There’s been a lot of talk recently about UC Berkeley’s class on Starcraft. Seems many people are blown away that a school as well-known as Cal would be giving units for playing a ten-year-old computer game. I mean, seems pretty insane. What has American academia come to? Teaching people how to play Starcraft??
Hit the jump for my learning experience.
Now, let’s be clear: the Starcraft course is not quite what it seems. Yeah, this is a course on Starcraft, but no, it’s not a "real" class in the traditional sense. The course is what Berkeley calls a "DeCal," which is their hippie method of "democratic education." Hell, you can only take the class pass/no pass, and the units don't even apply to your general GPA.
Basically, Starcraft DeCal 2009 (as it is officially called) is a two unit course taught by two of my fellow undergrads, Alan Feng and Sherwin Mahbod. While this might sound disappointing to some, the reality is that Starcraft is taught by two really dedicated guys who want to bring an academic flair to teaching people how to play this game. An attitude like that is pretty refreshing, even if all I'm learning is the latest method of the Zerg Rush.
Anyway, settling down in the back of the class, I knew things would be interesting. Although I have never played Starcraft and didn’t quite know what exactly was going on, seeing forty or so other people in a classroom genuinely excited for what they were learning was fantastic. When Alan and Sherwin would ask questions about units size or resource costs, people would be quick to offer a response. Armor stats were discussed, animation frames were valid question topics, the comparison between "low game" and "high game" play-styles were made, and even comparisons to Super Smash Bros. Melee was OK for our education.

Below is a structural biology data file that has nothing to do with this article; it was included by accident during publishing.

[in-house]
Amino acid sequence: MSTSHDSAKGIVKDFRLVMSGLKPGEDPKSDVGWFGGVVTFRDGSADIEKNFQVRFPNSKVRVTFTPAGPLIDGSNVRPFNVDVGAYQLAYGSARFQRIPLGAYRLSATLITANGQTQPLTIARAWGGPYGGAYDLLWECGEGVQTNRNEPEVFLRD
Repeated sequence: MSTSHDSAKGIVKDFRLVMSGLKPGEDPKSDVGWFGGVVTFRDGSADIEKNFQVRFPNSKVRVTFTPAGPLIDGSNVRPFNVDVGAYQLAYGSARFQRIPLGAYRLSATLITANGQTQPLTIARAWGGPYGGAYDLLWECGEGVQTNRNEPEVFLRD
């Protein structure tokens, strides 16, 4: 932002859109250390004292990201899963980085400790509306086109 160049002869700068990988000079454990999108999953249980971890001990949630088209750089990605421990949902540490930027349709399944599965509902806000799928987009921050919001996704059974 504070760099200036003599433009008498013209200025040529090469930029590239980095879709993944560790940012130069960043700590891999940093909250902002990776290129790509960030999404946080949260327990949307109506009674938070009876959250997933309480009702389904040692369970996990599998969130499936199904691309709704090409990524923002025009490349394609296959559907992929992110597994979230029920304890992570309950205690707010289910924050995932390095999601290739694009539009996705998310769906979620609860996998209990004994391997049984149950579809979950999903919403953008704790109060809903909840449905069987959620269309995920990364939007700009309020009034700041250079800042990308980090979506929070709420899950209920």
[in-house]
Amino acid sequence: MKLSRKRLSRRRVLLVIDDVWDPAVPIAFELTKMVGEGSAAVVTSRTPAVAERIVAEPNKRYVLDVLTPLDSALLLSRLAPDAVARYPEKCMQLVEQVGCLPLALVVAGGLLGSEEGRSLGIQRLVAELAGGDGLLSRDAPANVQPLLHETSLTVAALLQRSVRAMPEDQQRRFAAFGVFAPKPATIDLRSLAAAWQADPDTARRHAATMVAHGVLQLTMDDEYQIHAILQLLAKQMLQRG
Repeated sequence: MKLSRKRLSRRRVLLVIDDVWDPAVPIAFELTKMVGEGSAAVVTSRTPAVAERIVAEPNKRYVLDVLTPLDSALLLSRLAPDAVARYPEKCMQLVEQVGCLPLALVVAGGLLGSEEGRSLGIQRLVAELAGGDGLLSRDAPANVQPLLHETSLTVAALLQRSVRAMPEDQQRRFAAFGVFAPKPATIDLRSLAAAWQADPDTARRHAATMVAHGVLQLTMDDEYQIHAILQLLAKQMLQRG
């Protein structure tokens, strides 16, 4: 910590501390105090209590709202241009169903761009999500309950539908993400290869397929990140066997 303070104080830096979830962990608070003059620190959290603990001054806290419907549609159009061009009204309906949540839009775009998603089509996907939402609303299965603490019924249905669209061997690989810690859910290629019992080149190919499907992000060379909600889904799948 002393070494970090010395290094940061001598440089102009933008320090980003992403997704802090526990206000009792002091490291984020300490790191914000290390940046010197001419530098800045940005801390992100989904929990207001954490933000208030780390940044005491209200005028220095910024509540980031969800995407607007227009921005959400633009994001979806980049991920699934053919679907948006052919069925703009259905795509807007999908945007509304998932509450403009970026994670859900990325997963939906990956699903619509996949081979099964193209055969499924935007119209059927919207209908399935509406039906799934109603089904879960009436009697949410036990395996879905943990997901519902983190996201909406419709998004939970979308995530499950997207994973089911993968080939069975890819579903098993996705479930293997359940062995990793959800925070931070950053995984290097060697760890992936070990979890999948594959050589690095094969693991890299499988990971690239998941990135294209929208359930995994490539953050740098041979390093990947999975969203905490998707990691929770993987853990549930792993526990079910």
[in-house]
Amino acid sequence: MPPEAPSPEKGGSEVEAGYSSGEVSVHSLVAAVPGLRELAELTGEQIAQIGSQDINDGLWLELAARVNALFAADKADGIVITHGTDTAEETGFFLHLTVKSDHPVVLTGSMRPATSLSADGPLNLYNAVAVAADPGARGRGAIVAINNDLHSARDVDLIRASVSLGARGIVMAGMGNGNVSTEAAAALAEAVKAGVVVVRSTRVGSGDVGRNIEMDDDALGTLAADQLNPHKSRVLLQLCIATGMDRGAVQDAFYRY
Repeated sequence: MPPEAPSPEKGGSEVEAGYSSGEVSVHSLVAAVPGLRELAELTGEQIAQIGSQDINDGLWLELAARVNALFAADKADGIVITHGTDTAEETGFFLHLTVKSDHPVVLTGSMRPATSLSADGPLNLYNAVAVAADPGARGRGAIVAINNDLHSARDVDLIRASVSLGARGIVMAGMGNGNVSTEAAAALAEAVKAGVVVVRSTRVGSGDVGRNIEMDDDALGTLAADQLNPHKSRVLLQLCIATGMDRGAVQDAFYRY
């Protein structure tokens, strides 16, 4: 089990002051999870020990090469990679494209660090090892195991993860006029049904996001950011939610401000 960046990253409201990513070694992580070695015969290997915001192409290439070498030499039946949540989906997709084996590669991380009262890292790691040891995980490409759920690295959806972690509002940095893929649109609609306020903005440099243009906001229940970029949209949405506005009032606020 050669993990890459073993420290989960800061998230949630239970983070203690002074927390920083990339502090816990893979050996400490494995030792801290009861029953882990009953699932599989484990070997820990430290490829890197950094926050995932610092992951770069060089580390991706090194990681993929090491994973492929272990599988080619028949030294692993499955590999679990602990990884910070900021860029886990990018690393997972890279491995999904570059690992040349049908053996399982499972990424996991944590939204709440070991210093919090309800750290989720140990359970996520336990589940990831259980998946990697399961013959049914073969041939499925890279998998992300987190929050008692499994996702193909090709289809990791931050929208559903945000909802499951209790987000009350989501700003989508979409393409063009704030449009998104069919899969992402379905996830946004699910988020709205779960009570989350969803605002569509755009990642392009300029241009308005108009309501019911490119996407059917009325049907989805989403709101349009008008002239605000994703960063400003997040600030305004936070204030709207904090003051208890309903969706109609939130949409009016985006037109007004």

While watching YouTube clips of "high game" level Koreans doing insane stuff with their units, you could tell every single person in the room was glued to the screen. And when something cool would happen? The whole class would erupt into loud cheers.
I’ve never seen that in my Modern American Literature class.
Others who showed up were students from other schools who had heard about this course from videogame and fan Web sites. I know of one guys who drove two hours from San Jose just to sit in on a Starcraft course, even though he already knew most of the stuff. His buddy, a recent Berkeley graduate himself, was willing to come back to Berkeley to see this class.
So while I don’t see myself actually signing up for the course (I mean, my courses on Firefly and High-Elvish have conflicting schedules), I am blown away by what Alan and Sherwin have done. While games have a long ways to go before they are being taught like a film studies course, this DeCal is a great step in the right direction.
So when can I take a class on Musicianship and Rock Band, huh?
We played Binding of Isaac: Rebirth because we haven't had a good cry in a while
7:00 PM on 11.19.2014
Here's how Nintendo's amiibo figures work, and how they interact with Smash Bros.
11:01 AM on 11.19.2014